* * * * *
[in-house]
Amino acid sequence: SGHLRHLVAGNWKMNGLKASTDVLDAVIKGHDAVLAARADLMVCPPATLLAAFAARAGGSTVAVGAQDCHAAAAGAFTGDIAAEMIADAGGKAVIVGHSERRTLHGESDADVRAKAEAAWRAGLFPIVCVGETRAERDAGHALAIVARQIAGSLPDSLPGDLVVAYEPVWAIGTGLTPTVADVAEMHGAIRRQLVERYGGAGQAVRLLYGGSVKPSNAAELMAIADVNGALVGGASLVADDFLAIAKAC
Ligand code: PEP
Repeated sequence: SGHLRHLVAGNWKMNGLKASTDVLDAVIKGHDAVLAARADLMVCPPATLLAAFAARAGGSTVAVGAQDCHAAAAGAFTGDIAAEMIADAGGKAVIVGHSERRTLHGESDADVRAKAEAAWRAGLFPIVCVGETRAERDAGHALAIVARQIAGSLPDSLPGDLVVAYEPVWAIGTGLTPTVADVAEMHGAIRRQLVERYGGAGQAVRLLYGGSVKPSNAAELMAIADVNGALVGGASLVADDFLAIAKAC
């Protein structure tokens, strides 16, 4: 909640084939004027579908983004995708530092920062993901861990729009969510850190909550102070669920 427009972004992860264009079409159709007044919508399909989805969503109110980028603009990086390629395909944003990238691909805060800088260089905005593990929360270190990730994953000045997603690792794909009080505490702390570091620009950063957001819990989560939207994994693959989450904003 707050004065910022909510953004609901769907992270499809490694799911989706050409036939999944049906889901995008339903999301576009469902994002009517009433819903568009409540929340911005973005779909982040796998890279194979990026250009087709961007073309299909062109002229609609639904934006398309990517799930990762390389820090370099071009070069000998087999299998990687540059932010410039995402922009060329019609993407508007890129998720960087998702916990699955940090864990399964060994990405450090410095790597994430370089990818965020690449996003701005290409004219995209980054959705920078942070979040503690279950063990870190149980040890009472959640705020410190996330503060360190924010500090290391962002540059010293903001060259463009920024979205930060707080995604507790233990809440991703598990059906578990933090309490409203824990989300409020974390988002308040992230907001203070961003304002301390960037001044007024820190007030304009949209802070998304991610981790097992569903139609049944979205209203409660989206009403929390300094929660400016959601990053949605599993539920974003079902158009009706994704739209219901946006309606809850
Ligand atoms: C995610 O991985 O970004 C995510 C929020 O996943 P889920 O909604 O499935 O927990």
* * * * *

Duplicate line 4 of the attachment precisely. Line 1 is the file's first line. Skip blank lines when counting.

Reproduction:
Repeated sequence: SGHLRHLVAGNWKMNGLKASTDVLDAVIKGHDAVLAARADLMVCPPATLLAAFAARAGGSTVAVGAQDCHAAAAGAFTGDIAAEMIADAGGKAVIVGHSERRTLHGESDADVRAKAEAAWRAGLFPIVCVGETRAERDAGHALAIVARQIAGSLPDSLPGDLVVAYEPVWAIGTGLTPTVADVAEMHGAIRRQLVERYGGAGQAVRLLYGGSVKPSNAAELMAIADVNGALVGGASLVADDFLAIAKAC